When the banking crash of 2008 almost brought the world to its knees, the accepted wisdom was that we’d been sleepwalking into disaster. All the signs were there but we either did not see them or chose to ignore them.
The same applies to pensions and 2022. For far too long we’ve been drifting along, enjoying economic stability and low interest rates. Then, along came Liz Truss and Kwasi Kwarteng and they unleashed a maelstrom.
Suddenly, things we took for granted were no more. Key to this was UK government debt or Treasury gilts. It was always regarded as the safest of the safe — indeed, schoolchildren were taught as much. Those studying economics were instructed that markets could go up and down but UK bonds, or gilts, would truck along nicely.
It was ingrained into us, embedded in our national DNA, that so dependable and strong was the British economy, so well-managed were our financial institutions, notably the Bank of England, that other, envious, nations looked on in admiration.
That attitude applied to pensions, too, so pension managers were encouraged to hold large amounts of low-risk gilts. Then, as I say, along came Liz and Kwasi, and in an instant, everything was turned upside down.
Investors took one look at what the new Prime Minister and Chancellor were proposing and stampeded for the exit. Ms Truss and Mr Kwarteng wanted to make unfunded tax cuts, in the middle of increasing global inflation and rising interest rates, with a war on and an ensuing energy crisis. So cavalier were they, that the dynamic duo wished to dispense with the services of the Office for Budget Responsibility, or OBR — they did not intend to open the books to others and have their work marked. There would be no objective analysis of the merits or otherwise of what they were planning.
Immediately, yields on gilts rose and their prices fell. Final salary pension funds that used gilts-based derivatives or Liability Driven Investments — LDIs — to top up their holdings, to help them achieve their investment goals, faced ruin. As gilts spiked, so the investment banks issued margin calls to the pension funds that were sitting on an incredible £1 trillion ($1.11tn) in LDIs.
Unless the LDI funds could meet the payments, which they couldn’t, the banks, which held gilts as collateral against lending to the LDI funds, would have no choice than to sell the gilts. This, into an open market, where there was little enthusiasm and the prices of gilts were falling. The massive £50bn offloading would only push gilts prices down further. It would become a death spiral.
Enter the Bank of England with a £65 billion emergency scheme to buy gilts. The measure produced the desired calm, but only to an extent — the shoring up could only be temporary and it ends on Friday.
Concerned that the Friday “cliff-edge” could prompt more chaos, the Bank has this week taken additional steps. The daily limit it imposed on the amount of bonds it could buy is raised, from £5bn to £10bn, and pension funds are also allowed to pledge UK company bonds as collateral.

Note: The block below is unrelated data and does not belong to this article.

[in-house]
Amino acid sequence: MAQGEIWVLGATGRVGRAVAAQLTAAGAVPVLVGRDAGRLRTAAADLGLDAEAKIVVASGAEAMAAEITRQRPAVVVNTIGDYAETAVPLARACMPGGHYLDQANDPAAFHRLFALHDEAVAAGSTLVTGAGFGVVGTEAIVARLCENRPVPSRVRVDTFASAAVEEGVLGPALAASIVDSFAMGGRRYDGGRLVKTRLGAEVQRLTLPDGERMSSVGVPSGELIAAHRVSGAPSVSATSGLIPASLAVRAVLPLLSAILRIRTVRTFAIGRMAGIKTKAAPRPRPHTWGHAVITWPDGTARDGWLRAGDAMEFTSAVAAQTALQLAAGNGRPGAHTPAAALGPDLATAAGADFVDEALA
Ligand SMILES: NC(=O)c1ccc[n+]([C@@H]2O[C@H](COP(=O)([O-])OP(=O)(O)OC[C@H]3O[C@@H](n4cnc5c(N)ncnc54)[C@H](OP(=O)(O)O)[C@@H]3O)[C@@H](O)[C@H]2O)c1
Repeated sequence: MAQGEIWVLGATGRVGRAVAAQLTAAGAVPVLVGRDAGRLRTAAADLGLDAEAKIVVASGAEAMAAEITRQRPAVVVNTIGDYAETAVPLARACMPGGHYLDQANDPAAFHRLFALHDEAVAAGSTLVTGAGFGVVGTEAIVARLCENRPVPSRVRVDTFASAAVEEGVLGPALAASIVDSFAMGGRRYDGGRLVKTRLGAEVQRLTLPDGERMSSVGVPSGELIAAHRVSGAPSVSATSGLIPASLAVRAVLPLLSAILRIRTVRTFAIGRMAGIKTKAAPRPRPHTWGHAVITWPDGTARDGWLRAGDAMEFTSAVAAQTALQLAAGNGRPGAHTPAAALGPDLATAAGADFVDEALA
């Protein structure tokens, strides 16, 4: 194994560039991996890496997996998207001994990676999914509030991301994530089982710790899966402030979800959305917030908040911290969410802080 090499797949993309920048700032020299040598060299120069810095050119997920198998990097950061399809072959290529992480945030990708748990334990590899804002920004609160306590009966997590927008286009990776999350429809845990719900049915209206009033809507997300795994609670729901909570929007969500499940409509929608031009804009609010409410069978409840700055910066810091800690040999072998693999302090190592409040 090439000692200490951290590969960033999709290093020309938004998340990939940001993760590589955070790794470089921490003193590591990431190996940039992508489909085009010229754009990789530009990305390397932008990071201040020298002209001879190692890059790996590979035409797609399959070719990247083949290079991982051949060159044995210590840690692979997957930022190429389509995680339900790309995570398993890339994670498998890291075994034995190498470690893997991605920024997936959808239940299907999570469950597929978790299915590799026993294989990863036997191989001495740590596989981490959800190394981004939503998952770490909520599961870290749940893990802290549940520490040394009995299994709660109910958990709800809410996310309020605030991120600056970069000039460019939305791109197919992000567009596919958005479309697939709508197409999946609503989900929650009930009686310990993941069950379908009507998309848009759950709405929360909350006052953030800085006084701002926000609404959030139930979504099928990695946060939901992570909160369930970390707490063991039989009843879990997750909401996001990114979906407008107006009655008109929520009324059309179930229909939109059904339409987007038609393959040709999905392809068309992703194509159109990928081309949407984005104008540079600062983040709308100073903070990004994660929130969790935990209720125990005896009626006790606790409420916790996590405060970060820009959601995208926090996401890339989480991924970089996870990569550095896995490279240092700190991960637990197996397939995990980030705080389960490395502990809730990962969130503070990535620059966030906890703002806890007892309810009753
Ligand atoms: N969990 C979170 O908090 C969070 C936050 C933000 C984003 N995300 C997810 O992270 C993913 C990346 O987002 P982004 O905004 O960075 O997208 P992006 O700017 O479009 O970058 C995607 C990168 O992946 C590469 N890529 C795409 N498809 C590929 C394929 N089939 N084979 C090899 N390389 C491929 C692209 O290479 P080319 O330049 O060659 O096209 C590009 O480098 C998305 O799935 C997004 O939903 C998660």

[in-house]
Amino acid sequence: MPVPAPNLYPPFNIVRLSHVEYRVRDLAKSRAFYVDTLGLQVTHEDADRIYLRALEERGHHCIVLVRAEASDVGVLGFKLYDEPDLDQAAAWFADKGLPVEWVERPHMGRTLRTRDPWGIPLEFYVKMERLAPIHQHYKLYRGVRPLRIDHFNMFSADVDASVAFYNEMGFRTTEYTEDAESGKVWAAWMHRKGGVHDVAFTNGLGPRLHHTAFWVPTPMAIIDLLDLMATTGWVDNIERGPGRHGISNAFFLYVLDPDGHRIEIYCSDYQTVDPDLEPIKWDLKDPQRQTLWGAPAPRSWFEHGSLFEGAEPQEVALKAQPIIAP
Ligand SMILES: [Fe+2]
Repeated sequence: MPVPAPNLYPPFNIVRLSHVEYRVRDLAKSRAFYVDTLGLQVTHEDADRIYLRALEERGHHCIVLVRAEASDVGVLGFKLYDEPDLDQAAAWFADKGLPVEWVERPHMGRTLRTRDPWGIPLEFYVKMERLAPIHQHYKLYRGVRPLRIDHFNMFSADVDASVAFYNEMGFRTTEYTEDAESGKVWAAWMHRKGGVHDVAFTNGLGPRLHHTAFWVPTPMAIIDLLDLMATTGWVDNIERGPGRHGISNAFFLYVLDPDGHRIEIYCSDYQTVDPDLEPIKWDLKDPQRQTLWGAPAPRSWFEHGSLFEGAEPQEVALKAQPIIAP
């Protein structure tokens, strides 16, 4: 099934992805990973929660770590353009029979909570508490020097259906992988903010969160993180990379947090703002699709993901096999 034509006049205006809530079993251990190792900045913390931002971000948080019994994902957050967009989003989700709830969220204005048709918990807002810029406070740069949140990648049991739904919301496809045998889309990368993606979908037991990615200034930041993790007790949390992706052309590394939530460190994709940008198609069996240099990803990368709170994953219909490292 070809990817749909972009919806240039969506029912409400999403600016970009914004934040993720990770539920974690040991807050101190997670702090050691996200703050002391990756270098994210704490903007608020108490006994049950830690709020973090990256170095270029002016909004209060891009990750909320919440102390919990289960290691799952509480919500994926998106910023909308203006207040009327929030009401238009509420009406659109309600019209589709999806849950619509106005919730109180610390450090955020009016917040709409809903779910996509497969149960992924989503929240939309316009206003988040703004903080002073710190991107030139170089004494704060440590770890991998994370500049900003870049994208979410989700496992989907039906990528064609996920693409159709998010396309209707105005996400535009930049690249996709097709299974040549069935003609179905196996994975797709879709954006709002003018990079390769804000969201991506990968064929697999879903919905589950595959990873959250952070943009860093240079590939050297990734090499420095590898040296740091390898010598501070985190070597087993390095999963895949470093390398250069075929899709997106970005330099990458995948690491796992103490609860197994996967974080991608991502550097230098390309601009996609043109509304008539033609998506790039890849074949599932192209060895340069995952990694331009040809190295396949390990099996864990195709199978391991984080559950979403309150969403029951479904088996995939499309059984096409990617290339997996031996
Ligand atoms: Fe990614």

All of this is sticking plaster, trying to control the bleeding. The underlying condition remains, nothing has improved — arguably, with the heightened conflict in Ukraine, it’s got worse.
After Friday, October 14, all eyes turn to Monday, October 31, which happens to be Halloween, when Mr Kwarteng reveals how he intends to fund his policies and the OBR gives its verdict. Humiliatingly, he had wanted to make it November 23 but has caved into pressure from his own MPs and will now make his announcement earlier.
The Chancellor has got to find more than £40bn — more, if the government pushes ahead with its declared aim of reducing national debt as a percentage of GDP over the next three years. Then he is looking at between £60bn and £70bn.
Mr Kwarteng has three options: make further U-turns and scrap more of his proposals; slash public spending; or increase government borrowing.
The first two will lead to political rows galore, while the third will undermine remaining financial markets' confidence in him and Britain.
He could push, as Charlie Bean, an ex-member of the OBR and former Bank of England deputy governor, has suggested, the lowering of national debt as a share of GDP from three to five years. This may be his least bad choice, buying himself more leeway as he insists that his tax cuts designed to spur economic growth will by then have come good.
The question is whether the OBR agrees and if the markets are also accepting. If not, the original “cliff-face” of Friday could appear like a slight incline and it will truly be a Halloween for Britain to remember.
In any event, what has occurred is a destabilisation, the like of which Britain has rarely encountered. The time-old notions of a reputation for safety and behaving responsibly have vanished. In the same way that banks were forced to accede to reforms, so too must pensions undergo a shake-up.
Gilts are not the secure haven we thought; pensions holding £1tn (who knew?) in LDIs as a means of being able to meet their final salary obligations must be examined, raising questions about the viability of final salary schemes; and, as with 2008, the watchdogs that were meant to be on top of the industry, flagging dangers, have been found wanting.
The irony is that the Truss administration is promoting “Big Bang 2.0”, a freeing of City red tape and regulation. After the lurching roller-coaster ride they’ve taken us on, where pensions are concerned, more not fewer restrictions are likely.